Macbeth is one of Shakespeare’s shortest plays and it is striking how quickly it leaps to the heart of the action. Within a few lines the weird sisters, or witches, are predicting Macbeth’s future and events are set in motion. There is little distraction from the drive for bloodlust and power and this singularity makes it all the more raw. This production, with its bleak and simple setting, highlights the fatalistic momentum of the play.
Much Ado About Theatre creates a real ensemble piece, with just nine actors covering many roles effectively. James Parnham plays a thoughtful and trusting Banquo with ease, his diction and understanding of the language clear and commanding. Guy Evans as King Duncan has a natural stage presence and extracts meaning from every word. Malcolm, Macduff, and a host of other smaller male roles are presented with clarity and precision by Konrad Skubis and Alex Doddy. The aforementioned witches slither through the audience at the beginning, sending a shiver down the spine with their disconcerting hissing and giggling, and lending an unpredictable air to events. These hags, played by Emily Hall, Chloe Crump and Jennifer Reckless, also double as murderers and do well to create contrasting characters.
The guts of the play, however, lie with Macbeth and his manipulative wife. Peter Radford as Macbeth is simply superb. Macbeth’s metamorphosis from noble soldier to ambitious murderer is entirely convincing through Radford’s intelligent interpretation of the text. There is variation in tone and speed, every expression shines through his eyes and is refracted through his body. He rails, he begs, he commands and he trembles, often within seconds of each other and it is clear he is a man on the brink of reason. This is a performance par excellence. Macbeth’s emotion and passion is contrasted with the cool and calculating Lady Macbeth. Sylvia Robson plays the role with restrain and detachment, only really unleashing the full emotion in her final scene, uttering those desperate words ‘Out, out damned spot’. Here she shows the unravelling mind with conviction.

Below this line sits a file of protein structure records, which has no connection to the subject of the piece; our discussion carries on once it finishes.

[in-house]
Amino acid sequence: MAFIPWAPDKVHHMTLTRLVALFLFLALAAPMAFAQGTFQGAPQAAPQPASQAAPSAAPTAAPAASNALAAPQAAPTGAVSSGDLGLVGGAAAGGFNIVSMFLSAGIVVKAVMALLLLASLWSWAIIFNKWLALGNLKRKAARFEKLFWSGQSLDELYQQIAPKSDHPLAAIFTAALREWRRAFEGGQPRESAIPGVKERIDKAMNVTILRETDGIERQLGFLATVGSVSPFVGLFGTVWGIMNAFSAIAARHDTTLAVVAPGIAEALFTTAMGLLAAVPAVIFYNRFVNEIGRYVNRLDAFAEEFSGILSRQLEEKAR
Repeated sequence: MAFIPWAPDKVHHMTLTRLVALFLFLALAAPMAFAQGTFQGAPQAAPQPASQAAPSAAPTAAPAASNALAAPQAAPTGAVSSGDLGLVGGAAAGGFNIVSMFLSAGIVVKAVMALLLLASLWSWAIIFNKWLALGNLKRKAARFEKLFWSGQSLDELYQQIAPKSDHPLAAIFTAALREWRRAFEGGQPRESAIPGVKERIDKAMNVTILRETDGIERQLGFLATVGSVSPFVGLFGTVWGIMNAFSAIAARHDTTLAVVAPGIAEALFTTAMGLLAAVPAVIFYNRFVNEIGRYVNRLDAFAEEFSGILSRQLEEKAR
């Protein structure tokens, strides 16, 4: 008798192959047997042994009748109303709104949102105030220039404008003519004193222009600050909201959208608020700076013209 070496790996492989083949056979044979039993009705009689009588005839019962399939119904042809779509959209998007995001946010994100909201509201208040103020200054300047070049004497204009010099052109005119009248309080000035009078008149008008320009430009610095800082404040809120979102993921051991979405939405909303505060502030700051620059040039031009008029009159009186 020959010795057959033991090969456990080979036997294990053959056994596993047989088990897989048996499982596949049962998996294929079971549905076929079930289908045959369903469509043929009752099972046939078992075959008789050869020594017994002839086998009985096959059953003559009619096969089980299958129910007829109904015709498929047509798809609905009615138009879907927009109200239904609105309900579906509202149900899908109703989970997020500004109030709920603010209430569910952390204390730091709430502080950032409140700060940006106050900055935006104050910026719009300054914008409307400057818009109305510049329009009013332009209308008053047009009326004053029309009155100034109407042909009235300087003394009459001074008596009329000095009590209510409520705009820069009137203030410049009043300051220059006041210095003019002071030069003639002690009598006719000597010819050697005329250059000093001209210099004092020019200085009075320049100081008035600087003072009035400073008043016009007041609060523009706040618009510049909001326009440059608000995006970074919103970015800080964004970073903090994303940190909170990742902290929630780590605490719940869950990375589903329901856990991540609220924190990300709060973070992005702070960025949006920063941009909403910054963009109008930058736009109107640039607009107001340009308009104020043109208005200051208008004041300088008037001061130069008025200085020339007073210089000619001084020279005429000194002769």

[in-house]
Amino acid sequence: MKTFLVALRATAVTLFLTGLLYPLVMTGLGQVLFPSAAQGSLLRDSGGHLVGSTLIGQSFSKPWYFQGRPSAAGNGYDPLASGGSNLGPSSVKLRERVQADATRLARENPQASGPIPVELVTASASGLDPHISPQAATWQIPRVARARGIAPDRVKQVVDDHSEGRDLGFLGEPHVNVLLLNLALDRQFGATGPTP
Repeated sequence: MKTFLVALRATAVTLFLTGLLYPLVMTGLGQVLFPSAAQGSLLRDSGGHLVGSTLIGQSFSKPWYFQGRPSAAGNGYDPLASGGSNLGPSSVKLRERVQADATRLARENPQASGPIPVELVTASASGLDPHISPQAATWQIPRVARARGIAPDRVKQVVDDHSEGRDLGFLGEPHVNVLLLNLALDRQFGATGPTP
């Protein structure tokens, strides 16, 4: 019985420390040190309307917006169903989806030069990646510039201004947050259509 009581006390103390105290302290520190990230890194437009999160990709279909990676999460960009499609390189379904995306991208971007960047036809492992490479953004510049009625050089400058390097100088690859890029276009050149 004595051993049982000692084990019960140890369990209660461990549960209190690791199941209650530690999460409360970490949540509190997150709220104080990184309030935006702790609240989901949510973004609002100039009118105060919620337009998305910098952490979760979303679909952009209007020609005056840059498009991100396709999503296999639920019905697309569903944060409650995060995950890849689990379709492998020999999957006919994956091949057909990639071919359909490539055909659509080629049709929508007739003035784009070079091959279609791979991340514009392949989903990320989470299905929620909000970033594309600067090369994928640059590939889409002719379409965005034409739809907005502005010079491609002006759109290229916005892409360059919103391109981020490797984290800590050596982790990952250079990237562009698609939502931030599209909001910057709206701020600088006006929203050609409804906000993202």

It’s brave, bold and bloody.
The setting of Macbeth at the Nottingham Britannia Rowing Club is certainly an unusual one but works perfectly for this play. The Brit Club is styled like a cave, complete with stalactites and stalagmites. It is gloomy and oppressive, certainly when lit only with green and red lights, and is well suited to the dark tenor of Macbeth. Whilst the stage area is small, the company makes the most of the walkways and floor area to expand the action, often interacting with the audience to comic, and sometimes uncomfortable, effect. The lighting is simple but effective, with a red light indicating the bloodied hands. The costumes are outstanding in their period detail and really lend an authenticity to the production.
Shakespeare is always challenging, the language complex, the ideas and references often not understood by modern audiences. But the stories are timeless, the humanity, the tragedy is universal, and conveying the heart of the piece therefore the priority. Much Ado About Theatre, under the direction of Becky Clayden, shines a light on this calamitous tale, with an astute knowledge of the text, finely honed acting and an instinctive feel for what will connect with an audience. It’s brave, bold and bloody.
Reviewer: Kathryn McAuley.